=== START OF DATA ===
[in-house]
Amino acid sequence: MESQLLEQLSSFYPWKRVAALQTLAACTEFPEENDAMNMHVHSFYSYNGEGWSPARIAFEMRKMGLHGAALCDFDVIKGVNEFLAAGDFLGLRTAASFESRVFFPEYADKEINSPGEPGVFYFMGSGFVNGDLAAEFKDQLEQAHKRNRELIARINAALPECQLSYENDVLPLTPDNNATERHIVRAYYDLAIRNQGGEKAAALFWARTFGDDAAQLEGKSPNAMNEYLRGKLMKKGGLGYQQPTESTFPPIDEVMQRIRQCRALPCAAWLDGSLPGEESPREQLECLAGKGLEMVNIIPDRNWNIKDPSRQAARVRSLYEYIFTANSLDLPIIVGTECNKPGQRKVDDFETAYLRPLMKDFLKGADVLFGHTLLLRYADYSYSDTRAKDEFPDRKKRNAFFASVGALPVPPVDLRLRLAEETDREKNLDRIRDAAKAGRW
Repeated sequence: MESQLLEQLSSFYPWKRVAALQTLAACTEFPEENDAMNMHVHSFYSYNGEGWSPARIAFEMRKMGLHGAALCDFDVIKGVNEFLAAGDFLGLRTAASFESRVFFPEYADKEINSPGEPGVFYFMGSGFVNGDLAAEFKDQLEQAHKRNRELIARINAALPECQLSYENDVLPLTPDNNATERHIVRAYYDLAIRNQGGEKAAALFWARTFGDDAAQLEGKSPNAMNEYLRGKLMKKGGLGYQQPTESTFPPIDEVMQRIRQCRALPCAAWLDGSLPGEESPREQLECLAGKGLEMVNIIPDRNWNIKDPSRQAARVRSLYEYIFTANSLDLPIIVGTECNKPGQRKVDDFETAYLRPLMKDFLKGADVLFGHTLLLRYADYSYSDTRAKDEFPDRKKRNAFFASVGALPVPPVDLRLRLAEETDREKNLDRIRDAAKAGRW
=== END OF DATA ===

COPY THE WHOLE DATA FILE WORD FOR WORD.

[in-house]
Amino acid sequence: MESQLLEQLSSFYPWKRVAALQTLAACTEFPEENDAMNMHVHSFYSYNGEGWSPARIAFEMRKMGLHGAALCDFDVIKGVNEFLAAGDFLGLRTAASFESRVFFPEYADKEINSPGEPGVFYFMGSGFVNGDLAAEFKDQLEQAHKRNRELIARINAALPECQLSYENDVLPLTPDNNATERHIVRAYYDLAIRNQGGEKAAALFWARTFGDDAAQLEGKSPNAMNEYLRGKLMKKGGLGYQQPTESTFPPIDEVMQRIRQCRALPCAAWLDGSLPGEESPREQLECLAGKGLEMVNIIPDRNWNIKDPSRQAARVRSLYEYIFTANSLDLPIIVGTECNKPGQRKVDDFETAYLRPLMKDFLKGADVLFGHTLLLRYADYSYSDTRAKDEFPDRKKRNAFFASVGALPVPPVDLRLRLAEETDREKNLDRIRDAAKAGRW
Repeated sequence: MESQLLEQLSSFYPWKRVAALQTLAACTEFPEENDAMNMHVHSFYSYNGEGWSPARIAFEMRKMGLHGAALCDFDVIKGVNEFLAAGDFLGLRTAASFESRVFFPEYADKEINSPGEPGVFYFMGSGFVNGDLAAEFKDQLEQAHKRNRELIARINAALPECQLSYENDVLPLTPDNNATERHIVRAYYDLAIRNQGGEKAAALFWARTFGDDAAQLEGKSPNAMNEYLRGKLMKKGGLGYQQPTESTFPPIDEVMQRIRQCRALPCAAWLDGSLPGEESPREQLECLAGKGLEMVNIIPDRNWNIKDPSRQAARVRSLYEYIFTANSLDLPIIVGTECNKPGQRKVDDFETAYLRPLMKDFLKGADVLFGHTLLLRYADYSYSDTRAKDEFPDRKKRNAFFASVGALPVPPVDLRLRLAEETDREKNLDRIRDAAKAGRW